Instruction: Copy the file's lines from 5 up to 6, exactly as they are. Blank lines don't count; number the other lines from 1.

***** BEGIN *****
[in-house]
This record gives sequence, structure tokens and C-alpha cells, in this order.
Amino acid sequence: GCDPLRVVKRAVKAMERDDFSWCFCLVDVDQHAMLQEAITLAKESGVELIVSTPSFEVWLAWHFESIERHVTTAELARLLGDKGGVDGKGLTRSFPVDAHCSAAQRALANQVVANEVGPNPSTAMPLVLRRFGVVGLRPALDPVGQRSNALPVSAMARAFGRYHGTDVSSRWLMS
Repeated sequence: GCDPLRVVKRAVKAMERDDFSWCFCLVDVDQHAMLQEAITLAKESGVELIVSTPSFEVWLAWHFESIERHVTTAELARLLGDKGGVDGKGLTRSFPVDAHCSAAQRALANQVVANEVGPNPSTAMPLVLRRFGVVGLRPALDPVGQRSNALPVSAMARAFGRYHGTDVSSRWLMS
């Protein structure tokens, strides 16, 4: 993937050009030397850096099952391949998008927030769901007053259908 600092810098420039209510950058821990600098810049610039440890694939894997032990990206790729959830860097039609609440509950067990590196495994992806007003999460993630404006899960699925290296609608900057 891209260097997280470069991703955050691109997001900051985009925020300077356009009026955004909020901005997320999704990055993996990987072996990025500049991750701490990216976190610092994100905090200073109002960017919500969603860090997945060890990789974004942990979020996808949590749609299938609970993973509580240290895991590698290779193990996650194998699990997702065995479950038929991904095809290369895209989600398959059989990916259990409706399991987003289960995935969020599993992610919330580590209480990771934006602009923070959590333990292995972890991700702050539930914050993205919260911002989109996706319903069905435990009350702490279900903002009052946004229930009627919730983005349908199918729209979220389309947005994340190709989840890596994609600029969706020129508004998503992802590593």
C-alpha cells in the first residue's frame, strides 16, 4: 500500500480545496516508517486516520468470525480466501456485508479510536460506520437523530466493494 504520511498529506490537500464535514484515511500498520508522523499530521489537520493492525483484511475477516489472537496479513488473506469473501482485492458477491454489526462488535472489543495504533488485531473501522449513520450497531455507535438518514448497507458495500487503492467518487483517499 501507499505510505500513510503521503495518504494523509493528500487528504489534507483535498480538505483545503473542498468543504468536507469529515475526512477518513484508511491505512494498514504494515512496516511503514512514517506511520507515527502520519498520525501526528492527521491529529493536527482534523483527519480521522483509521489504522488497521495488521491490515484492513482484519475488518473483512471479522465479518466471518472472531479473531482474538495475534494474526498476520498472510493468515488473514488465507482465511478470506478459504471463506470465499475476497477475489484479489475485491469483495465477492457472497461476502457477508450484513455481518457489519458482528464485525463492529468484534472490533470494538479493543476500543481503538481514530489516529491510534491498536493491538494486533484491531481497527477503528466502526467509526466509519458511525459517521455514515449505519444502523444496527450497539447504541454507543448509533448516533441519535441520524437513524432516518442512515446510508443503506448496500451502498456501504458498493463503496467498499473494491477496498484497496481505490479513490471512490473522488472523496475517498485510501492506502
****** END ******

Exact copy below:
């Protein structure tokens, strides 16, 4: 993937050009030397850096099952391949998008927030769901007053259908 600092810098420039209510950058821990600098810049610039440890694939894997032990990206790729959830860097039609609440509950067990590196495994992806007003999460993630404006899960699925290296609608900057 891209260097997280470069991703955050691109997001900051985009925020300077356009009026955004909020901005997320999704990055993996990987072996990025500049991750701490990216976190610092994100905090200073109002960017919500969603860090997945060890990789974004942990979020996808949590749609299938609970993973509580240290895991590698290779193990996650194998699990997702065995479950038929991904095809290369895209989600398959059989990916259990409706399991987003289960995935969020599993992610919330580590209480990771934006602009923070959590333990292995972890991700702050539930914050993205919260911002989109996706319903069905435990009350702490279900903002009052946004229930009627919730983005349908199918729209979220389309947005994340190709989840890596994609600029969706020129508004998503992802590593």
C-alpha cells in the first residue's frame, strides 16, 4: 500500500480545496516508517486516520468470525480466501456485508479510536460506520437523530466493494 504520511498529506490537500464535514484515511500498520508522523499530521489537520493492525483484511475477516489472537496479513488473506469473501482485492458477491454489526462488535472489543495504533488485531473501522449513520450497531455507535438518514448497507458495500487503492467518487483517499 501507499505510505500513510503521503495518504494523509493528500487528504489534507483535498480538505483545503473542498468543504468536507469529515475526512477518513484508511491505512494498514504494515512496516511503514512514517506511520507515527502520519498520525501526528492527521491529529493536527482534523483527519480521522483509521489504522488497521495488521491490515484492513482484519475488518473483512471479522465479518466471518472472531479473531482474538495475534494474526498476520498472510493468515488473514488465507482465511478470506478459504471463506470465499475476497477475489484479489475485491469483495465477492457472497461476502457477508450484513455481518457489519458482528464485525463492529468484534472490533470494538479493543476500543481503538481514530489516529491510534491498536493491538494486533484491531481497527477503528466502526467509526466509519458511525459517521455514515449505519444502523444496527450497539447504541454507543448509533448516533441519535441520524437513524432516518442512515446510508443503506448496500451502498456501504458498493463503496467498499473494491477496498484497496481505490479513490471512490473522488472523496475517498485510501492506502